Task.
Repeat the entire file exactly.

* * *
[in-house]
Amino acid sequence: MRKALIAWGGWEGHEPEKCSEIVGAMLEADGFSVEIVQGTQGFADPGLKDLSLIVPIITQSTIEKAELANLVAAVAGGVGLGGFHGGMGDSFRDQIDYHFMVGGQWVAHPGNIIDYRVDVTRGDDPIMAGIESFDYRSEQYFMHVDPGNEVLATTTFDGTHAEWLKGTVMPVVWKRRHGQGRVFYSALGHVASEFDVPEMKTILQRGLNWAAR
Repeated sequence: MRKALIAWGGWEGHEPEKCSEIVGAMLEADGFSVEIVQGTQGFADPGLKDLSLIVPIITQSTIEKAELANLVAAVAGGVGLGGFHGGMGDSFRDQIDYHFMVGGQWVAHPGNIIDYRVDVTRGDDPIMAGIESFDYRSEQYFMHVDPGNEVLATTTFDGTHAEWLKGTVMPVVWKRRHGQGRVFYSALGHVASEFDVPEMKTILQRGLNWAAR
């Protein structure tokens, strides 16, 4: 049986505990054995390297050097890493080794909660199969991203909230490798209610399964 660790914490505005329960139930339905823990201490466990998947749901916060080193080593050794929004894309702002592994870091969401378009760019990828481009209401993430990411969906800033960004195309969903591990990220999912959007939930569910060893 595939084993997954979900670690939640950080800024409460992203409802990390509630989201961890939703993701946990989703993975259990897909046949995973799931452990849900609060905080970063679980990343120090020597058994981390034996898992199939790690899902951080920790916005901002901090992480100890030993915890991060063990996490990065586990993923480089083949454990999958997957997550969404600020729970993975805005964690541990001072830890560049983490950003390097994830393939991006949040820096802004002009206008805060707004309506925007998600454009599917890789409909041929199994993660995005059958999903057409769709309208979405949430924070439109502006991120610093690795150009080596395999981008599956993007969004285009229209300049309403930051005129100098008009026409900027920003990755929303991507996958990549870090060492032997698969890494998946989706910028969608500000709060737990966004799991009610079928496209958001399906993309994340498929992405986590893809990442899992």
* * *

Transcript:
[in-house]
Amino acid sequence: MRKALIAWGGWEGHEPEKCSEIVGAMLEADGFSVEIVQGTQGFADPGLKDLSLIVPIITQSTIEKAELANLVAAVAGGVGLGGFHGGMGDSFRDQIDYHFMVGGQWVAHPGNIIDYRVDVTRGDDPIMAGIESFDYRSEQYFMHVDPGNEVLATTTFDGTHAEWLKGTVMPVVWKRRHGQGRVFYSALGHVASEFDVPEMKTILQRGLNWAAR
Repeated sequence: MRKALIAWGGWEGHEPEKCSEIVGAMLEADGFSVEIVQGTQGFADPGLKDLSLIVPIITQSTIEKAELANLVAAVAGGVGLGGFHGGMGDSFRDQIDYHFMVGGQWVAHPGNIIDYRVDVTRGDDPIMAGIESFDYRSEQYFMHVDPGNEVLATTTFDGTHAEWLKGTVMPVVWKRRHGQGRVFYSALGHVASEFDVPEMKTILQRGLNWAAR
């Protein structure tokens, strides 16, 4: 049986505990054995390297050097890493080794909660199969991203909230490798209610399964 660790914490505005329960139930339905823990201490466990998947749901916060080193080593050794929004894309702002592994870091969401378009760019990828481009209401993430990411969906800033960004195309969903591990990220999912959007939930569910060893 595939084993997954979900670690939640950080800024409460992203409802990390509630989201961890939703993701946990989703993975259990897909046949995973799931452990849900609060905080970063679980990343120090020597058994981390034996898992199939790690899902951080920790916005901002901090992480100890030993915890991060063990996490990065586990993923480089083949454990999958997957997550969404600020729970993975805005964690541990001072830890560049983490950003390097994830393939991006949040820096802004002009206008805060707004309506925007998600454009599917890789409909041929199994993660995005059958999903057409769709309208979405949430924070439109502006991120610093690795150009080596395999981008599956993007969004285009229209300049309403930051005129100098008009026409900027920003990755929303991507996958990549870090060492032997698969890494998946989706910028969608500000709060737990966004799991009610079928496209958001399906993309994340498929992405986590893809990442899992």